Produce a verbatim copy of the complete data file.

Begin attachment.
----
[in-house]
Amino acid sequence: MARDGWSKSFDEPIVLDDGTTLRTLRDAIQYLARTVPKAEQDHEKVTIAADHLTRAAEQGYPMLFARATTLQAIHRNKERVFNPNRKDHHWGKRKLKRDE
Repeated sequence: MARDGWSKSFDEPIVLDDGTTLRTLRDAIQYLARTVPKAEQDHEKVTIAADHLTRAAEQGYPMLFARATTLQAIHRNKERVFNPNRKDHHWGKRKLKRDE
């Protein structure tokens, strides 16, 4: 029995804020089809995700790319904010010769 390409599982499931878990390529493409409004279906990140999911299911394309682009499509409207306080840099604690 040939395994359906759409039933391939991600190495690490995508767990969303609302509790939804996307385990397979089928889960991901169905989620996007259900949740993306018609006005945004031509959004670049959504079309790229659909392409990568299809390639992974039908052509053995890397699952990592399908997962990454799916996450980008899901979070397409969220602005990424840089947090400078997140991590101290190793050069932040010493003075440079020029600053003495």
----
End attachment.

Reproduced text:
[in-house]
Amino acid sequence: MARDGWSKSFDEPIVLDDGTTLRTLRDAIQYLARTVPKAEQDHEKVTIAADHLTRAAEQGYPMLFARATTLQAIHRNKERVFNPNRKDHHWGKRKLKRDE
Repeated sequence: MARDGWSKSFDEPIVLDDGTTLRTLRDAIQYLARTVPKAEQDHEKVTIAADHLTRAAEQGYPMLFARATTLQAIHRNKERVFNPNRKDHHWGKRKLKRDE
């Protein structure tokens, strides 16, 4: 029995804020089809995700790319904010010769 390409599982499931878990390529493409409004279906990140999911299911394309682009499509409207306080840099604690 040939395994359906759409039933391939991600190495690490995508767990969303609302509790939804996307385990397979089928889960991901169905989620996007259900949740993306018609006005945004031509959004670049959504079309790229659909392409990568299809390639992974039908052509053995890397699952990592399908997962990454799916996450980008899901979070397409969220602005990424840089947090400078997140991590101290190793050069932040010493003075440079020029600053003495």